The Green Party have outlined plans to increase digital inclusion for those on low incomes and support New Zealand's high-tech sector.
Party co-leader James Shaw made the announcement today during a visit to Springload, one of New Zealand’s leading digital agencies.
Shaw said the "scale" of the country's digital divide has been laid bare over the Covid-19 response, as more people working and studying from home highlighted the issue of unequal access to technology.
“When people do not have access to technology, or the confidence to use it, their means of communicating with the outside world are limited, which can lead to social isolation and loneliness. Implementing Internet NZ’s five-point plan for digital inclusion would take a huge step towards addressing this, particularly as more and more of the services we all use move online, and schools and workplaces require increasing digital literacy,” Shaw said.
The Green Party would implement Internet NZ’s five-point plan for digital inclusion, including making internet connectivity and devices affordable for those on low incomes and ensuring accessible digital skills training for working people and small businesses.
Shaw also announced that the Green Party would use Government procurement to support local technology suppliers.
“Previous Governments have consistently imported technology from large overseas companies, leaving New Zealand-based companies with lower-value contracts. Yet, we know New Zealand-grown tech business already have the skills and expertise to meet local demand.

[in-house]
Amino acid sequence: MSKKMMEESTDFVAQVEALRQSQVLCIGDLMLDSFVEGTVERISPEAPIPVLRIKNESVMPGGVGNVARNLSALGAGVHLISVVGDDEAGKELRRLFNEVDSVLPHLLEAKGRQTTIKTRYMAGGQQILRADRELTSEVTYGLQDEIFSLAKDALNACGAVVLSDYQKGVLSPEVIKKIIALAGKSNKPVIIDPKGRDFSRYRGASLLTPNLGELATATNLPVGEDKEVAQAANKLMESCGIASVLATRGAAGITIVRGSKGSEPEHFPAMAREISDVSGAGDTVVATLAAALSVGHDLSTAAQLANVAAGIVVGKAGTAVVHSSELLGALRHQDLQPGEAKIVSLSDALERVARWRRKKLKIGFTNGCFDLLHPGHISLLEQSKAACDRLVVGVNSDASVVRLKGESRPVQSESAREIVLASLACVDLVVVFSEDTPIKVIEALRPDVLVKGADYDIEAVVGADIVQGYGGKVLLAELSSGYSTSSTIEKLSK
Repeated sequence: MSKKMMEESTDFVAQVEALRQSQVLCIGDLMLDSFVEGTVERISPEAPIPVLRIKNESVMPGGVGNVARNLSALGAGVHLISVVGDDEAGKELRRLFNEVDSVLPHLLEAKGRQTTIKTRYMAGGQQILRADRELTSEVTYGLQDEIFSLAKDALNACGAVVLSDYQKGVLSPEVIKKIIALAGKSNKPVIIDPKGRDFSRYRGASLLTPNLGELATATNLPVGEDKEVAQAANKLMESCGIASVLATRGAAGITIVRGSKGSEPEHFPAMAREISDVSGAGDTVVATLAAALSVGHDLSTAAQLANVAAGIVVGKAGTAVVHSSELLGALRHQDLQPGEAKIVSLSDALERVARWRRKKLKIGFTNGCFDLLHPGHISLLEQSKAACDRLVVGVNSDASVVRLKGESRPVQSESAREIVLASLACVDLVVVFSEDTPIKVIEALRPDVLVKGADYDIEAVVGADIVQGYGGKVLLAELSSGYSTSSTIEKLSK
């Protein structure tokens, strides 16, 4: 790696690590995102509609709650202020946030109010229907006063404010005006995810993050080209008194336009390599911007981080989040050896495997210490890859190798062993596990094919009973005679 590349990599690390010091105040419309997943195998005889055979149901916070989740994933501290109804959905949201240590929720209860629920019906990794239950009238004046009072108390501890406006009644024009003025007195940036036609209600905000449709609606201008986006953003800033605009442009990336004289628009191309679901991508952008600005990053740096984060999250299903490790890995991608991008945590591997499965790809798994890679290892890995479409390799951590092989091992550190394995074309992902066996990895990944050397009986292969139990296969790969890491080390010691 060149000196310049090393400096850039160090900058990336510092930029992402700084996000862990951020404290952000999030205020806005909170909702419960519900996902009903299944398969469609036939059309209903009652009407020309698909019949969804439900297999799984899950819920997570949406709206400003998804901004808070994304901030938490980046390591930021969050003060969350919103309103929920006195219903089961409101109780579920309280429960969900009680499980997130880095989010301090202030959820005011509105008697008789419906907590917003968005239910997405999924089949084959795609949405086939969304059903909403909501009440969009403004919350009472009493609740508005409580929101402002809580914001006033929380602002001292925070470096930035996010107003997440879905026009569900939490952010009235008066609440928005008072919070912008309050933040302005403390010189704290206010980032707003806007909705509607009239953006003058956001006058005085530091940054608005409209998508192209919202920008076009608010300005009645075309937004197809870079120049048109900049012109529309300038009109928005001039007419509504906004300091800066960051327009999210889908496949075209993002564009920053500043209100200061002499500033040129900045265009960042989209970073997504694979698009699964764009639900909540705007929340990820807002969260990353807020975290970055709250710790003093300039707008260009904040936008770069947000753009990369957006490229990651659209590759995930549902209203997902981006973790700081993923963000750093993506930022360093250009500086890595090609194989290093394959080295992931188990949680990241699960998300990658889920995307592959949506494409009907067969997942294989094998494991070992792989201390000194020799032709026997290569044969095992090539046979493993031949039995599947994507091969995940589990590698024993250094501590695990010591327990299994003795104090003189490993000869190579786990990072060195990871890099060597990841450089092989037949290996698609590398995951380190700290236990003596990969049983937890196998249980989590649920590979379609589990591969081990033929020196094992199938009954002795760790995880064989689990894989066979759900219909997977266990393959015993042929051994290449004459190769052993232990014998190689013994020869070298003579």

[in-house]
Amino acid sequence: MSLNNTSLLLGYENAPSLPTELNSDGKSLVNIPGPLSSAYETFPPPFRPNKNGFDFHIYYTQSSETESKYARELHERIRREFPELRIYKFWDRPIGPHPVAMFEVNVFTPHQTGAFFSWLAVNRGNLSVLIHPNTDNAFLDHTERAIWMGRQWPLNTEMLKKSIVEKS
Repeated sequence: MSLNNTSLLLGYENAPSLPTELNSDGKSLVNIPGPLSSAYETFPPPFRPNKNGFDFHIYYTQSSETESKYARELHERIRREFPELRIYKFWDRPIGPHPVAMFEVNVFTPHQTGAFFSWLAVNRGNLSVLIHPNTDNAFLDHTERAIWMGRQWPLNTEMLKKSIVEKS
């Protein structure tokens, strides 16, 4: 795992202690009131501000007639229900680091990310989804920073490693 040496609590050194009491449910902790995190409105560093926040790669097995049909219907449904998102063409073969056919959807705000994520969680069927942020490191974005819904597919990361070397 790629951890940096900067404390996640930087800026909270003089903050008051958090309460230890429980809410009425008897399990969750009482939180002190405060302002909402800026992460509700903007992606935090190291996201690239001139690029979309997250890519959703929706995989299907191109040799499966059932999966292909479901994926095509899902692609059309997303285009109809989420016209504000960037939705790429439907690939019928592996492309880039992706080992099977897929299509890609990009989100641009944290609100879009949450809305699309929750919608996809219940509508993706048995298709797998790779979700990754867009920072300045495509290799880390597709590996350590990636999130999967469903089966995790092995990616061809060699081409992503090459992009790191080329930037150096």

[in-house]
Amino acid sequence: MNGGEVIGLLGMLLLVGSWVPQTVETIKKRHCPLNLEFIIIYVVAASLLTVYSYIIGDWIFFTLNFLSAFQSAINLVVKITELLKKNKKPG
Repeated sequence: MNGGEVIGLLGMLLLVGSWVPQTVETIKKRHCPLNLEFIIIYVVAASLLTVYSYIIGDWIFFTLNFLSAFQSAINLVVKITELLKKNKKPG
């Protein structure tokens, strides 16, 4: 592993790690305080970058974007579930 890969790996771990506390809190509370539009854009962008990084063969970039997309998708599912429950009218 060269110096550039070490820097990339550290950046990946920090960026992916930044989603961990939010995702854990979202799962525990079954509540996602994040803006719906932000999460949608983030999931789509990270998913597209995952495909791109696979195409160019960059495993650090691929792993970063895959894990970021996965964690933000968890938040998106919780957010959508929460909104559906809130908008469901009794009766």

“High-tech sectors contribute to the success of other industries. New processes and technologies will add value to New Zealand’s exports, moving us from volume to value. We can precision mill our timber onshore, process our agricultural commodities into specialised products, and improve the productivity of businesses up and down the country.
“The Green Party will harness the power of government procurement to support these businesses. This will support Kiwi tech businesses to develop innovative new products that can then be exported to the world,” Shaw said.
The Greens’ plan for the high-tech economy includes:
• Establishing a Digital Export Office at New Zealand Trade and Enterprise to support low-carbon ‘weightless exports’
• Using government procurement to support local suppliers and open-source software, including hosting government data onshore, to deliver broader value to Aotearoa
• Giving technology firms and software developers a voice in trade negotiations
• Supporting 3D printing-based manufacturing through a National Growth Strategy
• Implement Internet NZ’s five-point plan for digital inclusion and ensure all government websites are accessible to people with disabilities, and are available in te reo Māori and other languages.